Kun Yang^{1}, Yun Jiang^{1,2}, Mark Griswold^{1,2}, Vikas Gulani^{1,2}, and Debra McGivney^{2}

An important issue in magnetic resonance fingerprinting (MRF) is the precision of pattern matching. The sensitivity of inner product between the signal and dictionary can be corrupted by closely spaced dictionary entries. In order to make MRF more sensitive and precise, four modifications of the MRF dictionary are proposed. The performance of each method is tested and compared over 30 repetitions in a phantom scan. Some of the methods demonstrate a significant reduction in the error over the original MRF dictionary.

The matching process may have a higher sensitivity when the
curvature of the inner product is increased around the correct match. ^{2}
We look to achieve this by expanding the dictionary to take advantage of multiple
time points in the matching. Denoting the original MRF dictionary by D, we
create a new matrix A, which is derived by applying linear combinations of D
across the time domain, and combine A with D to form a larger dictionary . To perform pattern matching with the modified dictionaries, the
same transformations are applied to the reconstructed voxel signals also.

Four methods were considered to create a modified dictionary.

1. Neighbor subtraction: A finite difference approximation of the dictionary is computed, in which adjacent points are subtracted to form the matrix A.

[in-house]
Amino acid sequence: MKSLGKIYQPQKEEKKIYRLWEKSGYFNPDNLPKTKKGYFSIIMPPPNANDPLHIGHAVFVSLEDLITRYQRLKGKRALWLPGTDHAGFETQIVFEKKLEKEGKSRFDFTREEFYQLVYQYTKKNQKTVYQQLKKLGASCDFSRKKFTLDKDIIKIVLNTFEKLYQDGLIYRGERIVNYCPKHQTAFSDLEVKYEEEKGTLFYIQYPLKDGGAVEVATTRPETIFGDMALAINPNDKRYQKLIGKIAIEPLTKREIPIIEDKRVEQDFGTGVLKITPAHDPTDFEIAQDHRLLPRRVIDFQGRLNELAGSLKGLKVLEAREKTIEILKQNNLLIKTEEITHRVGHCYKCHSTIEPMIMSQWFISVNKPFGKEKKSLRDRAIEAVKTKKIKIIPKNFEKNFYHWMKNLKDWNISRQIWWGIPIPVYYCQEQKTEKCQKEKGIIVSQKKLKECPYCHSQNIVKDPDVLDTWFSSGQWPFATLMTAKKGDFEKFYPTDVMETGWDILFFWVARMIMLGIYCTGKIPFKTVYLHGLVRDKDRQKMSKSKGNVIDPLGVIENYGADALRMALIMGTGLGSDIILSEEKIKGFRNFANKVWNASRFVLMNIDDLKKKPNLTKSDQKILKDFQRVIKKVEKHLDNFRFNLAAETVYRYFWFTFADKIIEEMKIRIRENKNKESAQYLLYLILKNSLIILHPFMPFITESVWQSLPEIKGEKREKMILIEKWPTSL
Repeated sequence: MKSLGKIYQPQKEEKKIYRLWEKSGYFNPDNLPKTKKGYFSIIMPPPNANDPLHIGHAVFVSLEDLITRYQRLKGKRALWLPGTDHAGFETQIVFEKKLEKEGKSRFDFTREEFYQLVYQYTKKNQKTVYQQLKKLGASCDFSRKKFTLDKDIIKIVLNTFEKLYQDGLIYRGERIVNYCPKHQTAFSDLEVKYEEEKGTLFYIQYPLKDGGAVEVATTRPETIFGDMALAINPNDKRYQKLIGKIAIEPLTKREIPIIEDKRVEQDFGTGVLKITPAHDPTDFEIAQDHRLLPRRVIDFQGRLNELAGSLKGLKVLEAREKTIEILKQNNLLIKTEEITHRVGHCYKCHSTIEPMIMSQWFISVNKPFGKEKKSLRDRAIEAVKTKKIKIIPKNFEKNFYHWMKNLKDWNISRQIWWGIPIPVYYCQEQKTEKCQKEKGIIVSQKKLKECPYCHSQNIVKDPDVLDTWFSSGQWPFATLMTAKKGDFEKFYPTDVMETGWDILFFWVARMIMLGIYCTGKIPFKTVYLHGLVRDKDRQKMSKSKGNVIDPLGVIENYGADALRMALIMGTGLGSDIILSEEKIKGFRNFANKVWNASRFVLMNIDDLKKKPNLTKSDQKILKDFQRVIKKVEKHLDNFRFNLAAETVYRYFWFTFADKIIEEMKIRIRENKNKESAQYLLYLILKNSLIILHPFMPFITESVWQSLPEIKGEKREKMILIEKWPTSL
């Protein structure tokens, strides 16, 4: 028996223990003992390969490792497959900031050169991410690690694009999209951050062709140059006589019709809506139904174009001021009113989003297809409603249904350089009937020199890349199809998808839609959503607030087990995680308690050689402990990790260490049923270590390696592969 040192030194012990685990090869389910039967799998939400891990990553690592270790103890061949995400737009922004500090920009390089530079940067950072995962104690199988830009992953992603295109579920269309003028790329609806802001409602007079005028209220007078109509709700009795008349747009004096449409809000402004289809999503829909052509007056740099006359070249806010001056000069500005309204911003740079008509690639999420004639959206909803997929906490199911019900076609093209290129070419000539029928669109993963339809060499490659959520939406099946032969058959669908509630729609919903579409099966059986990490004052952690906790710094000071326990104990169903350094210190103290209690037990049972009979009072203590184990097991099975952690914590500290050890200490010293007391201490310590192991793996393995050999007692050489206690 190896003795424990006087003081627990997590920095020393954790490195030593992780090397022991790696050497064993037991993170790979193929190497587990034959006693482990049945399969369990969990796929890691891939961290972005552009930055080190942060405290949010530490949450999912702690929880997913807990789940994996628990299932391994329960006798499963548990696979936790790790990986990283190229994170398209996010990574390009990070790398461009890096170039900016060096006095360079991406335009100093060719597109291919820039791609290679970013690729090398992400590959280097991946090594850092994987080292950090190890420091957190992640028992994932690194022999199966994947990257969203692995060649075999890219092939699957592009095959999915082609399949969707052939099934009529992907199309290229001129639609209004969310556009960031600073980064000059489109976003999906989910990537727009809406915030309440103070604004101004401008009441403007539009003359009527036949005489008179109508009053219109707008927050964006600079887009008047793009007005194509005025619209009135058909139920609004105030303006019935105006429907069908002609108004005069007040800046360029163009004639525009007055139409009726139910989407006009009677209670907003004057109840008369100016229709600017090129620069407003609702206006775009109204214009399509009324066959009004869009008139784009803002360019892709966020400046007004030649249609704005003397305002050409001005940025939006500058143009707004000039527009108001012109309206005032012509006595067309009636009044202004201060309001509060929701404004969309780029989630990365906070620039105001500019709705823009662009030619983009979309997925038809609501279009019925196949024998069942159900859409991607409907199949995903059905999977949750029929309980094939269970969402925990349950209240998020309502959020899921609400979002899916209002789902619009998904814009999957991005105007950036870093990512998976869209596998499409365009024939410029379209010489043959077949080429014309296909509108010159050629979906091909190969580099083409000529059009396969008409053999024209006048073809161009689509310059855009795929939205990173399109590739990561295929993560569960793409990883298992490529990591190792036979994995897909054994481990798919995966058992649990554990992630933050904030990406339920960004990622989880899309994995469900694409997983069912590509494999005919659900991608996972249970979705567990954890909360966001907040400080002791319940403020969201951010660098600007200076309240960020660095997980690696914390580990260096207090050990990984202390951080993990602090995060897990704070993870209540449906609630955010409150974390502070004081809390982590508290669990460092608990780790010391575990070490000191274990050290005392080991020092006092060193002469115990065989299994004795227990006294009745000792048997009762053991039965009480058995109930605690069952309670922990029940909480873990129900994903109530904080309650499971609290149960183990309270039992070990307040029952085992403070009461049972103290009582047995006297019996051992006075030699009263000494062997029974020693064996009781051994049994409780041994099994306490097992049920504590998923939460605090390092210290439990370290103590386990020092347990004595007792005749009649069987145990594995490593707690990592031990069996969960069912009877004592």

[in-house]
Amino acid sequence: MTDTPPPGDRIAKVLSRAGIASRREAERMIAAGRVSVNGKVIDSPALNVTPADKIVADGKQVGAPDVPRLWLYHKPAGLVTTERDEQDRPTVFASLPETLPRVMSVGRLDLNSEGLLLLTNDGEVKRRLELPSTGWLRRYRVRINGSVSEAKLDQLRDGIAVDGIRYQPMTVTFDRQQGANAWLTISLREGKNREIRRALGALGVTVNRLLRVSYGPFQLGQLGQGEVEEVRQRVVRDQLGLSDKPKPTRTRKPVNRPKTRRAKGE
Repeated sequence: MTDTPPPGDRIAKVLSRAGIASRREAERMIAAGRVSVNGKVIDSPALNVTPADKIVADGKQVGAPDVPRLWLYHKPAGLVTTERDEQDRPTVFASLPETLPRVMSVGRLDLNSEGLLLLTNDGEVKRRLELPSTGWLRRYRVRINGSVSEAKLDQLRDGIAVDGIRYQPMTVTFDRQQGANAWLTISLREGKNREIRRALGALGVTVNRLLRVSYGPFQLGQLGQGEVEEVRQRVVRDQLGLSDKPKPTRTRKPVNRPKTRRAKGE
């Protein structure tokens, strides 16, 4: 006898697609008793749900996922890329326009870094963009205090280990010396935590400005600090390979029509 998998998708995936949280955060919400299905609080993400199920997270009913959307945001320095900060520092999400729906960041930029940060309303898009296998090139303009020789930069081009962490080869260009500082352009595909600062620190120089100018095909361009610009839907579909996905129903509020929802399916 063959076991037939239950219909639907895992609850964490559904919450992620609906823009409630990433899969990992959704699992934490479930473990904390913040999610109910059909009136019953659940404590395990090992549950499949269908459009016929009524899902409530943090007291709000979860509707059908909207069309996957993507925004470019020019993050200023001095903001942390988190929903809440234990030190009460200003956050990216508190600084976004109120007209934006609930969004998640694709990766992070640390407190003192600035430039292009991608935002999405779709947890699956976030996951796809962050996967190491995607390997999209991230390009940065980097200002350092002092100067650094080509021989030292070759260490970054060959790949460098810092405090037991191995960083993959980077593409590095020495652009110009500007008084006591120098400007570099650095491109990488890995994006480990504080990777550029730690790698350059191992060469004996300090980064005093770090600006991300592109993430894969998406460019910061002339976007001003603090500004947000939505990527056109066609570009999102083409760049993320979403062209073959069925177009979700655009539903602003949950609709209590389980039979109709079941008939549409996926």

2. Whole Block subtraction. The signal evolution tends to exhibit block like structure related to the flip angle pattern used in the acquisition. Adjacent subtraction between blocks are applied in this method: subtract block 1 from block 2, subtract block 2 from block 3, etc. An example is shown in Figure 2.

3. Half block subtraction. Noting the symmetry within blocks from the previous method, here we use these blocks to subtract the left half from the right within each block across the time course for each entry.

4. One Two block subtraction. Our initial tests suggest that method 2 achieves better results, therefore, as an extension, we tried different block subtraction combinations. Method 2 is used method as matrix A', and following the same idea, use two block subtraction as matrix A'', both A' and A'' are added along with D to form.